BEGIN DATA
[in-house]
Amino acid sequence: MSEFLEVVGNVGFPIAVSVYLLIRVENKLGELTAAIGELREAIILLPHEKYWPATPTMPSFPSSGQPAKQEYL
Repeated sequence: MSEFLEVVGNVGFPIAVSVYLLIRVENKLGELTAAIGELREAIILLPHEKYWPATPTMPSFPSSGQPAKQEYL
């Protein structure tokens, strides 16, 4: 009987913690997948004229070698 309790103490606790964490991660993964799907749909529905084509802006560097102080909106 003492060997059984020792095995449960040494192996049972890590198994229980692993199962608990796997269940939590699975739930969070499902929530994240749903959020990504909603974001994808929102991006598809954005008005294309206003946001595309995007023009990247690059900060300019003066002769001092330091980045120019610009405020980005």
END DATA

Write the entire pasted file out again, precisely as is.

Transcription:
[in-house]
Amino acid sequence: MSEFLEVVGNVGFPIAVSVYLLIRVENKLGELTAAIGELREAIILLPHEKYWPATPTMPSFPSSGQPAKQEYL
Repeated sequence: MSEFLEVVGNVGFPIAVSVYLLIRVENKLGELTAAIGELREAIILLPHEKYWPATPTMPSFPSSGQPAKQEYL
């Protein structure tokens, strides 16, 4: 009987913690997948004229070698 309790103490606790964490991660993964799907749909529905084509802006560097102080909106 003492060997059984020792095995449960040494192996049972890590198994229980692993199962608990796997269940939590699975739930969070499902929530994240749903959020990504909603974001994808929102991006598809954005008005294309206003946001595309995007023009990247690059900060300019003066002769001092330091980045120019610009405020980005």